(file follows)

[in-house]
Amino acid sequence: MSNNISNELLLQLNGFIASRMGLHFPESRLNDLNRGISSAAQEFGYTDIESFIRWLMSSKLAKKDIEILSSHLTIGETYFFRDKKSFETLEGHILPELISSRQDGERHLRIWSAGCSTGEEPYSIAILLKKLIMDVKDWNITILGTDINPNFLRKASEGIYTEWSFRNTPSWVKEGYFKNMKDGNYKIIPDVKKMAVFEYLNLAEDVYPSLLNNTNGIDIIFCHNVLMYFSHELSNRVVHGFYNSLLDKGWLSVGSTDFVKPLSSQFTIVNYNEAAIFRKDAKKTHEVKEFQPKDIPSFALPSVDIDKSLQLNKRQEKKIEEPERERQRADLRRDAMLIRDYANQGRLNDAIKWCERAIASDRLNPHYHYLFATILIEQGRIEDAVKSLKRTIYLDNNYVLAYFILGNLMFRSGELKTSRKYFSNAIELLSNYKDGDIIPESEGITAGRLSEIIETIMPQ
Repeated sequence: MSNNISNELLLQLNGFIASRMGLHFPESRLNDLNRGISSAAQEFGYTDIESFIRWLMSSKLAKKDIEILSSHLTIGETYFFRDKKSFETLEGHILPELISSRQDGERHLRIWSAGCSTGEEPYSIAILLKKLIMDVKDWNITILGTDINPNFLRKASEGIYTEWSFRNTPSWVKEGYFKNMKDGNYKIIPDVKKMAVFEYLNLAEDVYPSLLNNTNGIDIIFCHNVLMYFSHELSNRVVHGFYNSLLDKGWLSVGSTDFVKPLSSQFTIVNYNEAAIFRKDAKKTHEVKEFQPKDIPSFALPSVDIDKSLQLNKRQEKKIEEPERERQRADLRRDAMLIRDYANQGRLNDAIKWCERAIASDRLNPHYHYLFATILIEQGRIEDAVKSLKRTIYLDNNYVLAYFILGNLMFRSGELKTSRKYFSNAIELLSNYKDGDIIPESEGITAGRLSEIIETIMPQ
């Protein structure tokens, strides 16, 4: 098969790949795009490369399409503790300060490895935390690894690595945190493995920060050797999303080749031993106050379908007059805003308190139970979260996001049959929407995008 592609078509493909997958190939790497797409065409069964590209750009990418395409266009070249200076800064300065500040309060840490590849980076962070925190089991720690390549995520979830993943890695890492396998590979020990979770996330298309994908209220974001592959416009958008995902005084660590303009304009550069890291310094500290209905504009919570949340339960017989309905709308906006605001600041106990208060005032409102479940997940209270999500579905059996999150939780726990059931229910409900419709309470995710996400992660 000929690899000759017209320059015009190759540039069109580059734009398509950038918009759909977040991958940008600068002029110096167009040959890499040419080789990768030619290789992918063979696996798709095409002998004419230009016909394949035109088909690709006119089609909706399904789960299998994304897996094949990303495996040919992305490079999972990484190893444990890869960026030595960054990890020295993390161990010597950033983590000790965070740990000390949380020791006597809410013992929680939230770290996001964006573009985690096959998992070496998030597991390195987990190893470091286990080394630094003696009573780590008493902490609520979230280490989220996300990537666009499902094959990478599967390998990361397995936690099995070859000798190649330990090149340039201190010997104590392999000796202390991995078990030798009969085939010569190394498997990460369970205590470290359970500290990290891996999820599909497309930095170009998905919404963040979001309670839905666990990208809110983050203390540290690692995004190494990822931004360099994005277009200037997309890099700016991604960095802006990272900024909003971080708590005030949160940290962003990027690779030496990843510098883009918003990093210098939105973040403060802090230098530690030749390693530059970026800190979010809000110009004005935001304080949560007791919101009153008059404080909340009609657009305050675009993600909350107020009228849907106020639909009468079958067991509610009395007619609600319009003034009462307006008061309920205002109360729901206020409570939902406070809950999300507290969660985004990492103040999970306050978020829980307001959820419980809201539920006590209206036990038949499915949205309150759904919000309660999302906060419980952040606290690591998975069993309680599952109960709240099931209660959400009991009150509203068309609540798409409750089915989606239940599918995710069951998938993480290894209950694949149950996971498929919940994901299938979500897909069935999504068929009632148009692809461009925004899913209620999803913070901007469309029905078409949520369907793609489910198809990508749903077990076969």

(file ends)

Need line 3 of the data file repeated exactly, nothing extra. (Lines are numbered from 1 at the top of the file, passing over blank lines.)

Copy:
Repeated sequence: MSNNISNELLLQLNGFIASRMGLHFPESRLNDLNRGISSAAQEFGYTDIESFIRWLMSSKLAKKDIEILSSHLTIGETYFFRDKKSFETLEGHILPELISSRQDGERHLRIWSAGCSTGEEPYSIAILLKKLIMDVKDWNITILGTDINPNFLRKASEGIYTEWSFRNTPSWVKEGYFKNMKDGNYKIIPDVKKMAVFEYLNLAEDVYPSLLNNTNGIDIIFCHNVLMYFSHELSNRVVHGFYNSLLDKGWLSVGSTDFVKPLSSQFTIVNYNEAAIFRKDAKKTHEVKEFQPKDIPSFALPSVDIDKSLQLNKRQEKKIEEPERERQRADLRRDAMLIRDYANQGRLNDAIKWCERAIASDRLNPHYHYLFATILIEQGRIEDAVKSLKRTIYLDNNYVLAYFILGNLMFRSGELKTSRKYFSNAIELLSNYKDGDIIPESEGITAGRLSEIIETIMPQ